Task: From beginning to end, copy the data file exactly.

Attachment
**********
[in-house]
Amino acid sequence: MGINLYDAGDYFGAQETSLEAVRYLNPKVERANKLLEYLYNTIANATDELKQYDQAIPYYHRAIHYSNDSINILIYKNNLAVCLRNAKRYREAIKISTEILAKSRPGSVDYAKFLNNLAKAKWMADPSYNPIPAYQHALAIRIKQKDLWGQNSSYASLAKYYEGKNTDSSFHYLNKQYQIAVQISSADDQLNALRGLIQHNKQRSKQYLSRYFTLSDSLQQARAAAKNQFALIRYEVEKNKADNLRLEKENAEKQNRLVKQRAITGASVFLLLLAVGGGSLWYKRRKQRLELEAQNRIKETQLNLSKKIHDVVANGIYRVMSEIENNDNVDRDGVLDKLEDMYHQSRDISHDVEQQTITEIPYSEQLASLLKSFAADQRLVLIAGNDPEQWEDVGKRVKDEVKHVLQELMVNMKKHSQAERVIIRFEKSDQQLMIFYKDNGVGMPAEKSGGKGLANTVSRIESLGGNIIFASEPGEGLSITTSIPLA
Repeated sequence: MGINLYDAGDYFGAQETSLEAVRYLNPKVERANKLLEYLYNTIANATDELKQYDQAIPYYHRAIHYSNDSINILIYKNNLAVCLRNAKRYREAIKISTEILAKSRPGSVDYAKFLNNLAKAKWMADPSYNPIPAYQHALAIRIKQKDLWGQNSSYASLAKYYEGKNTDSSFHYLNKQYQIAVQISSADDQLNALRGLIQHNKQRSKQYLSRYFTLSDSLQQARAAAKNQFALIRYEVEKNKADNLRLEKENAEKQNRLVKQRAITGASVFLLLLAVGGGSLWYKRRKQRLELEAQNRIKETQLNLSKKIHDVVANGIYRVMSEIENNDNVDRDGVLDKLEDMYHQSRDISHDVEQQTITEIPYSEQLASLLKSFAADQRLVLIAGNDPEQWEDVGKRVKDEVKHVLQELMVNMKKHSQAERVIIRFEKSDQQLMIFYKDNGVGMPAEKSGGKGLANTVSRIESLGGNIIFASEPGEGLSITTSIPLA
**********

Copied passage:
[in-house]
Amino acid sequence: MGINLYDAGDYFGAQETSLEAVRYLNPKVERANKLLEYLYNTIANATDELKQYDQAIPYYHRAIHYSNDSINILIYKNNLAVCLRNAKRYREAIKISTEILAKSRPGSVDYAKFLNNLAKAKWMADPSYNPIPAYQHALAIRIKQKDLWGQNSSYASLAKYYEGKNTDSSFHYLNKQYQIAVQISSADDQLNALRGLIQHNKQRSKQYLSRYFTLSDSLQQARAAAKNQFALIRYEVEKNKADNLRLEKENAEKQNRLVKQRAITGASVFLLLLAVGGGSLWYKRRKQRLELEAQNRIKETQLNLSKKIHDVVANGIYRVMSEIENNDNVDRDGVLDKLEDMYHQSRDISHDVEQQTITEIPYSEQLASLLKSFAADQRLVLIAGNDPEQWEDVGKRVKDEVKHVLQELMVNMKKHSQAERVIIRFEKSDQQLMIFYKDNGVGMPAEKSGGKGLANTVSRIESLGGNIIFASEPGEGLSITTSIPLA
Repeated sequence: MGINLYDAGDYFGAQETSLEAVRYLNPKVERANKLLEYLYNTIANATDELKQYDQAIPYYHRAIHYSNDSINILIYKNNLAVCLRNAKRYREAIKISTEILAKSRPGSVDYAKFLNNLAKAKWMADPSYNPIPAYQHALAIRIKQKDLWGQNSSYASLAKYYEGKNTDSSFHYLNKQYQIAVQISSADDQLNALRGLIQHNKQRSKQYLSRYFTLSDSLQQARAAAKNQFALIRYEVEKNKADNLRLEKENAEKQNRLVKQRAITGASVFLLLLAVGGGSLWYKRRKQRLELEAQNRIKETQLNLSKKIHDVVANGIYRVMSEIENNDNVDRDGVLDKLEDMYHQSRDISHDVEQQTITEIPYSEQLASLLKSFAADQRLVLIAGNDPEQWEDVGKRVKDEVKHVLQELMVNMKKHSQAERVIIRFEKSDQQLMIFYKDNGVGMPAEKSGGKGLANTVSRIESLGGNIIFASEPGEGLSITTSIPLA